How Pain Took a Holiday

Last week I attended a workshop sponsored by a local pain support group. The session was led by an art therapist who works primarily in the pediatric hematology/oncology division of a cancer center. Although Tracy’s expertise lies in helping kids cope with their illnesses, she came to discuss the benefits of art therapy on pain management.

At the beginning of the session, Tracy pulled out large black boards on which she had mounted artwork created by children who were inpatients of various medical facilities. The name and age of a child was written below each painting, with a brief statement reflecting the particular child’s feelings mounted below their piece of art. Tracy explained the medical challenges facing each child, some of whom were dealing with life-threatening illness.

Each drawing was a compelling testament to the resilience of these children, and a manifestation of their fear, anxiety, isolation, solitude or pain. But, more than anything, the artworks – and Tracy’s accompanying stories – illustrated just how meaningful and therapeutic the creative process can be to people coping with illness and injury.

Then, it was our turn to be artists. We were each given sheets of black and white paper, on which we were to draw a figure; that would be our worry doll, into which we could transfer all our pains and worries. Then, we were asked to imagine elements we could add that would reflect the strength and support we could call upon (or needed) for healing and shielding us from our pain.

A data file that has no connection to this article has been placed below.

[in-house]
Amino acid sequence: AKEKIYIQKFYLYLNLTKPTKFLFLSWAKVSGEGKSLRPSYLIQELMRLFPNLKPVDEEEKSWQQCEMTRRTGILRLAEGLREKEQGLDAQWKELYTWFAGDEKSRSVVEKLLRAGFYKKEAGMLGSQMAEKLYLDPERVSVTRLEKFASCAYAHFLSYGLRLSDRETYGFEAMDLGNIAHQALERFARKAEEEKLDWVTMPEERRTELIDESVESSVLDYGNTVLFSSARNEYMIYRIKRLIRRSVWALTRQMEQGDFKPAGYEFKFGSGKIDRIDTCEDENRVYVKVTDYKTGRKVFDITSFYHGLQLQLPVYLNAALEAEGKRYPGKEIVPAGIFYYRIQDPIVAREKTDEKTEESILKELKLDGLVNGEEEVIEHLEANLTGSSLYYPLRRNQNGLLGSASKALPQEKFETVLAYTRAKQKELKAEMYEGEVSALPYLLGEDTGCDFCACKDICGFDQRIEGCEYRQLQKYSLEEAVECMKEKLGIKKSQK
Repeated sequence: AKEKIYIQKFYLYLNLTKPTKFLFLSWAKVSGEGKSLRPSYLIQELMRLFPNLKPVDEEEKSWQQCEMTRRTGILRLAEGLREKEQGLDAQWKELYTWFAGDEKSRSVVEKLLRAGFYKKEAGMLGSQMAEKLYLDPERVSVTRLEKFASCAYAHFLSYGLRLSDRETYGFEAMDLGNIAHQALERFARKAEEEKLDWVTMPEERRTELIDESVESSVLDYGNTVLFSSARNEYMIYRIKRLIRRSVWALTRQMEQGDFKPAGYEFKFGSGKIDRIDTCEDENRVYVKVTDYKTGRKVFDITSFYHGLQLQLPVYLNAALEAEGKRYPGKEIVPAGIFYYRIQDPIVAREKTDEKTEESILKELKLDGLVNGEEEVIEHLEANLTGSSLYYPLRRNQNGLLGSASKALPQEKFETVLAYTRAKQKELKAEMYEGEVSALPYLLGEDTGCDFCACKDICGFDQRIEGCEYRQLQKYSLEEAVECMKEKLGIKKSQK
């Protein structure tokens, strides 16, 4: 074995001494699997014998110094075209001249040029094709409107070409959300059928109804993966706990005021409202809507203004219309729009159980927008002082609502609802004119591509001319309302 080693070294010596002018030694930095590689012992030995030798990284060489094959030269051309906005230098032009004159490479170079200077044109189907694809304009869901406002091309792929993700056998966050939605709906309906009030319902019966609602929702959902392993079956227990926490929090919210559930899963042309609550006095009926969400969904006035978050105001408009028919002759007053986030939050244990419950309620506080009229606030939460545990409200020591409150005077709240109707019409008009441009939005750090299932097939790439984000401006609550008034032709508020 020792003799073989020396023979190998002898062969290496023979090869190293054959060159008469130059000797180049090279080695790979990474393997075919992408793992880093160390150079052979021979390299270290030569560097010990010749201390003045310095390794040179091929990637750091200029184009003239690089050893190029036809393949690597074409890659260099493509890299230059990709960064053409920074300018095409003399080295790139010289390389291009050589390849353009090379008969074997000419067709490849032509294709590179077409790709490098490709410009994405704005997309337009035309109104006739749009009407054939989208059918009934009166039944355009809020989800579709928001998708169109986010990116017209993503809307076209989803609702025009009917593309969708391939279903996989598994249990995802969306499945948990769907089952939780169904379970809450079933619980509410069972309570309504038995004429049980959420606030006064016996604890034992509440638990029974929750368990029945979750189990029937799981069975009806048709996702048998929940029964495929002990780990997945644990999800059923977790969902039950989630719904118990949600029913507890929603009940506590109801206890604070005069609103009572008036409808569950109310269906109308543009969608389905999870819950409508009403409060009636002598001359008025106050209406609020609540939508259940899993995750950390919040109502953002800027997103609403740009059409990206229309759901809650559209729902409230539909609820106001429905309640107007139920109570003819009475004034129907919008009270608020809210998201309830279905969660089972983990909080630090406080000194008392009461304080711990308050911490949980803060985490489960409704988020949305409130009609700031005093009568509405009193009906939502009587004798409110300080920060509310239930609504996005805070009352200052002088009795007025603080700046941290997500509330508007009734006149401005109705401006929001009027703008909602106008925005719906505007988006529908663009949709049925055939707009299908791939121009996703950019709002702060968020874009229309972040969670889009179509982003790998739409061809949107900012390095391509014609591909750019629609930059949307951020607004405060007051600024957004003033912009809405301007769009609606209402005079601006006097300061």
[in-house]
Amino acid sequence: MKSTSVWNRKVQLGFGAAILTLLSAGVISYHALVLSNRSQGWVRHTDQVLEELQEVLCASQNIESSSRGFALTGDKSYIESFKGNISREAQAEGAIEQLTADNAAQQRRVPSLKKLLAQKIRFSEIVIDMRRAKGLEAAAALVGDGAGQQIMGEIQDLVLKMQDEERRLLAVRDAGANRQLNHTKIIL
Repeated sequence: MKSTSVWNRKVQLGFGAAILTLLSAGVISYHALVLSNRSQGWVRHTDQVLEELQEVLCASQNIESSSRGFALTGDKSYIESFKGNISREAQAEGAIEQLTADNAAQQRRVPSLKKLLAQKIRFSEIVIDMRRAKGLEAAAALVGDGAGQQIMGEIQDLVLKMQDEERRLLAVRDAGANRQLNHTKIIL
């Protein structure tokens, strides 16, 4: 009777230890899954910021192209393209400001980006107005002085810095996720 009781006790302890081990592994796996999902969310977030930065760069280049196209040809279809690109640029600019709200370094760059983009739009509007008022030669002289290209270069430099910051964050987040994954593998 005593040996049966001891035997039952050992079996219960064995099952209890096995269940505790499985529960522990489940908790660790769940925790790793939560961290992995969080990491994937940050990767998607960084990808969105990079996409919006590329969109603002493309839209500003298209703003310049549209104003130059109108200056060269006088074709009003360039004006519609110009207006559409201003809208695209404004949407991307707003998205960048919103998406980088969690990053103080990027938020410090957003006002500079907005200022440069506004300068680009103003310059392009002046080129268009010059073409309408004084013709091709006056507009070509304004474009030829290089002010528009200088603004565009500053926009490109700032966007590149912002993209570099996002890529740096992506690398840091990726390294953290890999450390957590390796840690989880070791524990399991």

The colors burst forth, haltingly at first, but then with more gusto. The resulting images illustrated a wide spectrum of the participants’ physical challenges and pain – but scattered throughout were also hints of humor, peace, balance and hope. It was amazing to observe how the mere doing of art infused the room with a positive energy and helped us all focus on something other than pain.

With a few minutes left before the session wrapped up, Tracy suggested we try some silk art. After a brief demonstration, all the participants eagerly picked up materials – little frames with silk stretched across, Chinese paintbrushes, cork pieces, paint, crayons and water – and we promptly got to work.

Upon completion of the workshop, many of us concluded that the time had passed so quickly when so fully immersed in an artistic endeavor, and that – amazingly! – our pain had temporarily subsided. We agreed that being so fully engaged in the creative process allowed us to refocus our energies, find a positive distraction from our own pain, and enjoy the time spent making art.

Double-Amen to the power of art!

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1 Comment

  1. I could not agree more- that is why I started to do art- back when I had chronic back pain. Hope you will continue.

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